Dossier 100 jours: sur 12.650.000 USD pour 1500 maisons préfabriquées, Samih Jammal n’a remis que 7.890.000 USD à Kamod

While the prosecution trial against Vital Kamerhe, Samih Jammal and Ndoole Jeannot Muhima has been dismissed for oral argument, there is growing evidence of certain irregularities observed in the types of contracts entered into.

Documents in our possession show an order for 1500 prefabricated houses made by Samih Jammal from the company KARMOD in Instanbul for a total amount of 12,650,000 USD.

But it appears that the said company paid only 7,890,000 USD.

The Samibo company still owes Karmod more than US $ 5 million to Karmod to complete the order for 1,500 prefabricated houses when it has already collected more than US $ 50 million from the Congolese government.

The amount of 50 million US dollars was confirmed by former finance minister Henri Yav Mulang and the Governor of the central bank of Congo Deogratias Mutombo during the previous hearing on June 01.

Why the Kamod company and not the factory of prefabricated houses in Kisangani?

Another and not the least important fact is the choice made to the Kamod company for the delivery of prefabricated houses when a company of this type is already installed in the DRC, in Kisangani and which is only waiting for the green light from the authorities to manufacture locally prefabricated houses.

Between 2013-2014, thanks to a feasibility study by the Agence Congolaise des Grands Travaux, ACGT, following an assembly on the envelope of Chinese contracts, a turnkey contract was signed with Italian partners for the establishment a factory for manufacturing and assembling so-called “prefabricated” houses.

In the project, the factory was to be located in central Kongo, somewhere in the Kimpese hills.

While the project was already finalized, the government decided to direct this project to Kisangani, which would have resulted in another heavy siting plan for the investor, since it was planned to clear all the material by Matadi, and the route by road to Kimpese distant only 180 Km!

However with Kisangani, it was necessary to clear customs by Dar-es -Salam and to transport the material very far, on impassable roads.

It was done anyway, with the consequence that on arrival, several machines were broken, unusable.

The broken equipment had to be re-ordered, which delayed the start-up of the factory!

While the governorate of Kisangani had made available to the investor the land for the factory, the day of the inauguration, all the guests were surprised by an opposition usher of a general of the FARDC (whom I kept silent the name), supposedly owner of the land, and who asked the factory to clear off.

Despite the calls, the procedures in Kinshasa, the factory never turned, and the investor, discouraged, abandoned everything on site, a new state-of-the-art factory set up in particular by engineers from INPP and ACGT .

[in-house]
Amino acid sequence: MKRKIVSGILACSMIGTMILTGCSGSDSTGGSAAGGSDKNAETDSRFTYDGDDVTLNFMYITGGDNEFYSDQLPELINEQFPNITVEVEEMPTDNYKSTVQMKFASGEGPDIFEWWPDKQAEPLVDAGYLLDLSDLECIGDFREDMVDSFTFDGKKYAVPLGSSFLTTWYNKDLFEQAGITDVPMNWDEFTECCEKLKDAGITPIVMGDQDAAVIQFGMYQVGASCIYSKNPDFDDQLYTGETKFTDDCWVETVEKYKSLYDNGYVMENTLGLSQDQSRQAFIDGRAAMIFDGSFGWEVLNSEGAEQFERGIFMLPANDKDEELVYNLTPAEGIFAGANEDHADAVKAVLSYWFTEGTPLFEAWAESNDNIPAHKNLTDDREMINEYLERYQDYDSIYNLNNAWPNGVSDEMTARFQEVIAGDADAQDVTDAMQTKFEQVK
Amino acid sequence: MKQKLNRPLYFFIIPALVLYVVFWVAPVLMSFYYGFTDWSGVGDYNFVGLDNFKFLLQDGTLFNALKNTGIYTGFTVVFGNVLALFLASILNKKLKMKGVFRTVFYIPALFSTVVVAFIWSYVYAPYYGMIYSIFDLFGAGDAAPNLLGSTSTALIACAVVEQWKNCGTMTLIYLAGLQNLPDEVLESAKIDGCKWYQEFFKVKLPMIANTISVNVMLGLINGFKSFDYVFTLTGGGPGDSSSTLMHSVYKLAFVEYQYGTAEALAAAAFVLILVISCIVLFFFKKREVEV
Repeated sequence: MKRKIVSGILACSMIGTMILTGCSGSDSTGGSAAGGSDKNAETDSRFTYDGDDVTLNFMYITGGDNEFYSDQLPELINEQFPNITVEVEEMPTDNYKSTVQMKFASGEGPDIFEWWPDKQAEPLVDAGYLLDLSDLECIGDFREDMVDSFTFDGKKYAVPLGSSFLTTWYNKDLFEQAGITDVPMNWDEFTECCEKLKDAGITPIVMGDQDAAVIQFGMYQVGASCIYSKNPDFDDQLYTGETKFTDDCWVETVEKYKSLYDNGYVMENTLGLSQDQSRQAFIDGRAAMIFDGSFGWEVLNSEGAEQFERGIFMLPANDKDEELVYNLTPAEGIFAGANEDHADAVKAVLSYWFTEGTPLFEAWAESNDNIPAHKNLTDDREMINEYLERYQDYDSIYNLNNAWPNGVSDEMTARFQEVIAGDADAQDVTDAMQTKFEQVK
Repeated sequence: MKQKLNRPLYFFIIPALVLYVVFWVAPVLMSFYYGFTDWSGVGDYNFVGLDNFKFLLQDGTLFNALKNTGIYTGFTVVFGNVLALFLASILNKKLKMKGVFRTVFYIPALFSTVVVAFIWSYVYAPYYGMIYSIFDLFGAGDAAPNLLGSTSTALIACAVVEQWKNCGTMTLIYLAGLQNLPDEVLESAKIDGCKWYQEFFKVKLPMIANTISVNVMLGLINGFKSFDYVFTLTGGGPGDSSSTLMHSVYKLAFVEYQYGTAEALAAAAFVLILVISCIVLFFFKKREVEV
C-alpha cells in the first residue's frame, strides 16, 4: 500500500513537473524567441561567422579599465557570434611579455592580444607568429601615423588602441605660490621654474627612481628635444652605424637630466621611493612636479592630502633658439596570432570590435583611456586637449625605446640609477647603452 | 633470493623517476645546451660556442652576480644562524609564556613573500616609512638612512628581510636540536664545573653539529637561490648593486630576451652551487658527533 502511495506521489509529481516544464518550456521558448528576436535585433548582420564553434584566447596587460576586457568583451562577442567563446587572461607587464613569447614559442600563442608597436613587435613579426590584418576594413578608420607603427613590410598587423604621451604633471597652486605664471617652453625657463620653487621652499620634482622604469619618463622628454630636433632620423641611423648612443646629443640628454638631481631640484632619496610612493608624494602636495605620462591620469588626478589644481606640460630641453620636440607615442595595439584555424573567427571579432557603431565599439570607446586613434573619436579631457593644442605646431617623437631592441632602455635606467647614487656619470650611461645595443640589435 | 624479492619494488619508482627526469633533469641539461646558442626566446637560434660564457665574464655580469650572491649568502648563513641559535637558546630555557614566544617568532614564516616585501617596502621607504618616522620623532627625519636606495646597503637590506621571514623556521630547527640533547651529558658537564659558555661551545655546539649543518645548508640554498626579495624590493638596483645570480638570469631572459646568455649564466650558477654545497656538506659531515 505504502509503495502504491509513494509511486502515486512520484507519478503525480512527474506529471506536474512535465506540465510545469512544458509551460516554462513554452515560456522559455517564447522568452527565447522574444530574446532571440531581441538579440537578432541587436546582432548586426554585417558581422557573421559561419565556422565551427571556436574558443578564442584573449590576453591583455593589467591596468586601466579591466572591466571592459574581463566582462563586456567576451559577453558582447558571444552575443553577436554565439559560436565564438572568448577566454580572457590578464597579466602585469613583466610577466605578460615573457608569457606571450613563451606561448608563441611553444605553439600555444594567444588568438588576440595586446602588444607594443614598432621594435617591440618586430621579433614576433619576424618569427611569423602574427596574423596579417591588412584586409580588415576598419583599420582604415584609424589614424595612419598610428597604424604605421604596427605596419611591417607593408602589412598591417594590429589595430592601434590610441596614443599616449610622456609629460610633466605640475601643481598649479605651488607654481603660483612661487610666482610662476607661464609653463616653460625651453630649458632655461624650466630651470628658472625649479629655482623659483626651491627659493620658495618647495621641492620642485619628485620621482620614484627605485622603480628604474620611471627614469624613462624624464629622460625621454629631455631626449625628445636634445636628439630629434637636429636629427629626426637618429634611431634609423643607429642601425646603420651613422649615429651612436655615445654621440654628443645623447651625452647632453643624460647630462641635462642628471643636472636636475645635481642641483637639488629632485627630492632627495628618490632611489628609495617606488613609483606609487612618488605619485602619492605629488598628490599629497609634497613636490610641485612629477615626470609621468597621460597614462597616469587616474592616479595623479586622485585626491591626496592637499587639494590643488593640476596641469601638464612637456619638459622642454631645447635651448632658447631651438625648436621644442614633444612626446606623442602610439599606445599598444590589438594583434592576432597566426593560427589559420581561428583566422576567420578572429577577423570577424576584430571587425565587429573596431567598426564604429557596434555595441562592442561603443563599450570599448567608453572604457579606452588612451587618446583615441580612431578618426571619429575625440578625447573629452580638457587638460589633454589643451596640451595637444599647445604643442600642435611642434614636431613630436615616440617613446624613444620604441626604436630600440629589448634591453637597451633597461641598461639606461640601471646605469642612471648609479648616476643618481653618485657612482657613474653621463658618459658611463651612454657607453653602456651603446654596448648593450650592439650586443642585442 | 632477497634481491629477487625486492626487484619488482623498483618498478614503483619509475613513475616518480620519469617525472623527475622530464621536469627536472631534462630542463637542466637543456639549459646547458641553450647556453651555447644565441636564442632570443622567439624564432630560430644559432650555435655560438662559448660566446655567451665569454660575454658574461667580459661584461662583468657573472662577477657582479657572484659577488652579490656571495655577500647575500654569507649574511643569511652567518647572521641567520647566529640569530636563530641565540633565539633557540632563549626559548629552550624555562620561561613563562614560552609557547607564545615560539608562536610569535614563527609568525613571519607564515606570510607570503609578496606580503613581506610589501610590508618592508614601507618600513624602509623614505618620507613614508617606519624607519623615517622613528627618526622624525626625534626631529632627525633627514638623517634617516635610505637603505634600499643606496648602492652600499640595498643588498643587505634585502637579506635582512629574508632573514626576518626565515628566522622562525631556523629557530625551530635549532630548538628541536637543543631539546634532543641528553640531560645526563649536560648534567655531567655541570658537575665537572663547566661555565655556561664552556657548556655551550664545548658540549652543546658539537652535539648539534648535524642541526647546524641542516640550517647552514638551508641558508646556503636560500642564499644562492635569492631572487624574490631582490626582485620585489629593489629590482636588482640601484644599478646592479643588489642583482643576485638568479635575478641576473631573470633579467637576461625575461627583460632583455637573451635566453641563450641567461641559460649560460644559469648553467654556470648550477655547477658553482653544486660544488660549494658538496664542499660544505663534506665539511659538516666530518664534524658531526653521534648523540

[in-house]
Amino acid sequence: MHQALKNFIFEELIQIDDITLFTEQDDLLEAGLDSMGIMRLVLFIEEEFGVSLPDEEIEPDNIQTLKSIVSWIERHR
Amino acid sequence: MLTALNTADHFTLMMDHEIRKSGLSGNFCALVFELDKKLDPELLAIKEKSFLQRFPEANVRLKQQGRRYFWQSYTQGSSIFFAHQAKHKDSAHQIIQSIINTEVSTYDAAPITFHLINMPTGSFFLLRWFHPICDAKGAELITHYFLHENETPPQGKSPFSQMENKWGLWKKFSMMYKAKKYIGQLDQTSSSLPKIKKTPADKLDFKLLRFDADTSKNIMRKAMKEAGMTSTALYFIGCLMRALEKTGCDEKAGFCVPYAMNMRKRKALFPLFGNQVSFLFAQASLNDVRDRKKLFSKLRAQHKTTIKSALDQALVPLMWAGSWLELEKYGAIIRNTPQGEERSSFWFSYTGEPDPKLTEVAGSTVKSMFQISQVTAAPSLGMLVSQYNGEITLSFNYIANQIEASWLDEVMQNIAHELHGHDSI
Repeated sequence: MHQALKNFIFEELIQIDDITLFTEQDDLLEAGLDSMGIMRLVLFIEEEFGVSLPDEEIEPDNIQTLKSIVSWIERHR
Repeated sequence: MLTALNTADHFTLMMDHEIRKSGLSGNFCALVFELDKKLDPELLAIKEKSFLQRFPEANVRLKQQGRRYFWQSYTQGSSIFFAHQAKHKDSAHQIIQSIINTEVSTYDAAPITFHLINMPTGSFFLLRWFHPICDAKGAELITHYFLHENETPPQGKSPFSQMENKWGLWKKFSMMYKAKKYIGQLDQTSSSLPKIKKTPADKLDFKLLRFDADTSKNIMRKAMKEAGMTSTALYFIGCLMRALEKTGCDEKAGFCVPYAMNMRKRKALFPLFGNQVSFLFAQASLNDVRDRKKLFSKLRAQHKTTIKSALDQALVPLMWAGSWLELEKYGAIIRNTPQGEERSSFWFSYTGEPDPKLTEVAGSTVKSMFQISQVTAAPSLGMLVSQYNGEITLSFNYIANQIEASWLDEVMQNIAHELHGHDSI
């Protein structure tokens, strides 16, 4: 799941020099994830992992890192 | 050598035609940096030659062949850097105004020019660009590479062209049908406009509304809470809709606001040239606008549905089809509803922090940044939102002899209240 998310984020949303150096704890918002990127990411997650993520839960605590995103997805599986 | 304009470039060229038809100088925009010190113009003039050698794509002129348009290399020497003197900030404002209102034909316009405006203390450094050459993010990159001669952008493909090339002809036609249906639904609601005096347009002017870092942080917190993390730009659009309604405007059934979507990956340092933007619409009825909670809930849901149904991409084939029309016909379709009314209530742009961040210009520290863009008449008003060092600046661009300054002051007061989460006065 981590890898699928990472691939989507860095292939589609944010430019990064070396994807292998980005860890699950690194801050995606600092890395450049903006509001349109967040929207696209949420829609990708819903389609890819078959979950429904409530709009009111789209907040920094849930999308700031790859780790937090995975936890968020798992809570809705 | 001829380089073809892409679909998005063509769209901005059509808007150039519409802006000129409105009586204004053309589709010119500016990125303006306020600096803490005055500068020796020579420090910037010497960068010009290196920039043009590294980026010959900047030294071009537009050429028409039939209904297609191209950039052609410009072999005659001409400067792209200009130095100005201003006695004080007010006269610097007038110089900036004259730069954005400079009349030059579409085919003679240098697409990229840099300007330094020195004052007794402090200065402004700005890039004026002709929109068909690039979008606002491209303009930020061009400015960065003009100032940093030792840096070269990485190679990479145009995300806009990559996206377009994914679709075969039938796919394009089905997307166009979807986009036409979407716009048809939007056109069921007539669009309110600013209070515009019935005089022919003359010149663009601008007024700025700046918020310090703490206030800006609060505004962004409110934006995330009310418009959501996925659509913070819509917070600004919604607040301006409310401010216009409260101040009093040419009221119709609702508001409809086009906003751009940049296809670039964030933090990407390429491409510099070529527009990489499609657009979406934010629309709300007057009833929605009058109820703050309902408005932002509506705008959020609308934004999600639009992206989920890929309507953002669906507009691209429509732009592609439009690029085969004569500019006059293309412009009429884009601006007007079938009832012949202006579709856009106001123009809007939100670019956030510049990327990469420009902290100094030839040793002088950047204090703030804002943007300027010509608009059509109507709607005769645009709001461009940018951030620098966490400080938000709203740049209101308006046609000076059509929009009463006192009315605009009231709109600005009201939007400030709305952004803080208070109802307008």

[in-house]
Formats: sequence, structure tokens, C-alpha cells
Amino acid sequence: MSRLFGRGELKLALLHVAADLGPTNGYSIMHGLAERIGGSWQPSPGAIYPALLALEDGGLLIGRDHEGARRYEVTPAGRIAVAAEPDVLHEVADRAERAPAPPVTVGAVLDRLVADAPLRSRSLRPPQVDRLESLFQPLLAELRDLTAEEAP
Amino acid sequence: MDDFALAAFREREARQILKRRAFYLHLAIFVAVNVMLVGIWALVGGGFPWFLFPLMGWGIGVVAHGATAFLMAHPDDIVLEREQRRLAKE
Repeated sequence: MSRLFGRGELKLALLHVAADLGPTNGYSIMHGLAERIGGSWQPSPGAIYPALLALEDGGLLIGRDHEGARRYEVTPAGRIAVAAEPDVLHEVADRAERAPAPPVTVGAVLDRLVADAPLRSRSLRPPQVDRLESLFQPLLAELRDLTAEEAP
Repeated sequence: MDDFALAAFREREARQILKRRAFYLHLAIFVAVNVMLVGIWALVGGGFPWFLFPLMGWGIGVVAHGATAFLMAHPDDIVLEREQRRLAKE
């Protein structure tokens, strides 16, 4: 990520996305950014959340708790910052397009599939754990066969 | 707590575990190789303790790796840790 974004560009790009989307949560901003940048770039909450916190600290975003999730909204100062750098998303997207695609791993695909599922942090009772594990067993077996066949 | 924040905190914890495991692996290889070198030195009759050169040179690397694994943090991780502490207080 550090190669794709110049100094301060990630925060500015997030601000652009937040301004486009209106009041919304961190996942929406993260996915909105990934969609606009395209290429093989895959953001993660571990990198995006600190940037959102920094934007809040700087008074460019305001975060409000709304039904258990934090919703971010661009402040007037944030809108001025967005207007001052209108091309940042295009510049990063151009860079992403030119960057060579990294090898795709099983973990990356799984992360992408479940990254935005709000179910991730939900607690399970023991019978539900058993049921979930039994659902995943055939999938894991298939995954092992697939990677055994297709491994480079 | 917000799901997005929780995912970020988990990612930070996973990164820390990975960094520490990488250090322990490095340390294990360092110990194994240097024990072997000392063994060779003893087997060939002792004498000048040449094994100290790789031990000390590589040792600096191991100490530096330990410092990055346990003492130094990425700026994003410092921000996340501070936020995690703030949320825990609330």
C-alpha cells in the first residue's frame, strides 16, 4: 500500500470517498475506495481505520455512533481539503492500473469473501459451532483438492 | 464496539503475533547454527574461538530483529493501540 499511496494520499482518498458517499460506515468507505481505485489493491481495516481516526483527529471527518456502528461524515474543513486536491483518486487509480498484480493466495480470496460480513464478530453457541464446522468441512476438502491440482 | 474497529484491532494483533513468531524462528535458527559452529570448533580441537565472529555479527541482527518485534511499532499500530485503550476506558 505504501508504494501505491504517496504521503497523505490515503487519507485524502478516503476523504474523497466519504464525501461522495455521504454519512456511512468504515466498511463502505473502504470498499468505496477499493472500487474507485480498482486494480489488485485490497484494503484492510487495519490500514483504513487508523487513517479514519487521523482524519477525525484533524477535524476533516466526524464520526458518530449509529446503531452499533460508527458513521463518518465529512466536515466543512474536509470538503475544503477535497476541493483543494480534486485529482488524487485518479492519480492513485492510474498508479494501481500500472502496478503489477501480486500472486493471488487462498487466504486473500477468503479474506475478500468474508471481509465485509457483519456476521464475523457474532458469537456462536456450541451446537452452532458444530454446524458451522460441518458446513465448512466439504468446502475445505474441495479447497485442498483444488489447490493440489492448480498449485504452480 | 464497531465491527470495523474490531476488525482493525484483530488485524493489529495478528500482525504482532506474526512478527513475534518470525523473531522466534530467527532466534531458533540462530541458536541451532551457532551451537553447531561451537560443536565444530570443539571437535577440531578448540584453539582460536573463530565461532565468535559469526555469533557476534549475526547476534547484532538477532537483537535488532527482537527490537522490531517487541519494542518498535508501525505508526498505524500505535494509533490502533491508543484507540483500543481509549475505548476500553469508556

It was with the advent of Félix Tshisekedi that this dossier was to be relaunched by chance during the head of state’s visit to Kisangani.

One of the ACGT officials sent this information to the presidential service, and Fatshi will send his Dircaba responsible for infrastructure to the spot, Ms. Gety Ntiaka to inquire.

The Dircaba was left speechless, discovering this brand new factory, ready to turn to start the production of prefabricated houses, it being understood that the investor even brought in his luggage several launch panels for the construction of the houses.

A joint ACGT-Presidency of the Republic mission was carried out in Italy with investors to make the final adjustment for the launch of this factory, and all the authorizations are ready.

Several questions were therefore asked by Babi Kundu, jurist and political specialist:

  • Why did we relaunch the Samibo project signed by Bitakwira, and add a miraculous endorsement relating to Husmal, endorsement of 222% of the initial market, even though the law only authorizes an endorsement of 15% higher than the basic contract?
  • Why Karmod in Turkey, via Samibo and Husmal (a ghost company, to which we paid 100% of the price of the services, when the law only authorizes advances of 30%, and without contract or authorization of non-objection from the DGCMP?), so that we could activate the local Kisangani factory, which was going to produce these houses at low cost?
  • The construction of these on-site houses would bring added value to the State and curb some unemployment by employing thousands of Congolese!
  • Wasn’t the Head of State’s Director of Cabinet aware of the existence of this factory? Did he not have the Dircaba mission report on infrastructure?

Thierry Mfundu

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